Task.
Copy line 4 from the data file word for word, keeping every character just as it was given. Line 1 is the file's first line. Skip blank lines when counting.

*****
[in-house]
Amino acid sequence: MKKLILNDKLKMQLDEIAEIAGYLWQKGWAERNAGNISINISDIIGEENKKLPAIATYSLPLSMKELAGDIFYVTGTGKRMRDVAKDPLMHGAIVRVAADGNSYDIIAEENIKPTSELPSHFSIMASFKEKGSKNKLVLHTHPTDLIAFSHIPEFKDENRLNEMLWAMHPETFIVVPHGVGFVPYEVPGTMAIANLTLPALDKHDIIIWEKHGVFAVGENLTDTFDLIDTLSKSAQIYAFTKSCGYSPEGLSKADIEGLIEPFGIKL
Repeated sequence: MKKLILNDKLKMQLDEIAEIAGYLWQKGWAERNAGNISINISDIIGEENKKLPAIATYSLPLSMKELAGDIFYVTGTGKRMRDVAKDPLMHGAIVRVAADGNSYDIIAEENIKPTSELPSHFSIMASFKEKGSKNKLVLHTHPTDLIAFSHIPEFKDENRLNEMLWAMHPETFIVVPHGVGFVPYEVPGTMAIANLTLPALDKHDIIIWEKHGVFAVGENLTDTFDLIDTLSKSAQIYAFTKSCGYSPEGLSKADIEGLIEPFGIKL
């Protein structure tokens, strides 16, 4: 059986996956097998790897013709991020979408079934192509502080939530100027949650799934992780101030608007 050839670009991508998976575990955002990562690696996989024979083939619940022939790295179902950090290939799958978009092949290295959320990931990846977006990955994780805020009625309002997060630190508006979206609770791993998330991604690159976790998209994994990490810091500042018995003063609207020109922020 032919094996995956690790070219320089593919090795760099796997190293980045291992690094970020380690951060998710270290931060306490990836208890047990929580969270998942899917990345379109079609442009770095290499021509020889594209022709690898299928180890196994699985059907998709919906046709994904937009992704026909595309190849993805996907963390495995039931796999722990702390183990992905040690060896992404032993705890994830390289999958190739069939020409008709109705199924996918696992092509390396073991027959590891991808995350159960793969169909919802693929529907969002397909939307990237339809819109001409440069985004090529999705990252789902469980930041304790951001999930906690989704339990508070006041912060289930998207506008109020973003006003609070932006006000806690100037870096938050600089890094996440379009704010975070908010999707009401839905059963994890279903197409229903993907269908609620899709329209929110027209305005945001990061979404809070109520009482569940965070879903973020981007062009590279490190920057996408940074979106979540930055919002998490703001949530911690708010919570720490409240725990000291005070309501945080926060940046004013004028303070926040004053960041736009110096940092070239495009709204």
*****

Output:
């Protein structure tokens, strides 16, 4: 059986996956097998790897013709991020979408079934192509502080939530100027949650799934992780101030608007 050839670009991508998976575990955002990562690696996989024979083939619940022939790295179902950090290939799958978009092949290295959320990931990846977006990955994780805020009625309002997060630190508006979206609770791993998330991604690159976790998209994994990490810091500042018995003063609207020109922020 032919094996995956690790070219320089593919090795760099796997190293980045291992690094970020380690951060998710270290931060306490990836208890047990929580969270998942899917990345379109079609442009770095290499021509020889594209022709690898299928180890196994699985059907998709919906046709994904937009992704026909595309190849993805996907963390495995039931796999722990702390183990992905040690060896992404032993705890994830390289999958190739069939020409008709109705199924996918696992092509390396073991027959590891991808995350159960793969169909919802693929529907969002397909939307990237339809819109001409440069985004090529999705990252789902469980930041304790951001999930906690989704339990508070006041912060289930998207506008109020973003006003609070932006006000806690100037870096938050600089890094996440379009704010975070908010999707009401839905059963994890279903197409229903993907269908609620899709329209929110027209305005945001990061979404809070109520009482569940965070879903973020981007062009590279490190920057996408940074979106979540930055919002998490703001949530911690708010919570720490409240725990000291005070309501945080926060940046004013004028303070926040004053960041736009110096940092070239495009709204």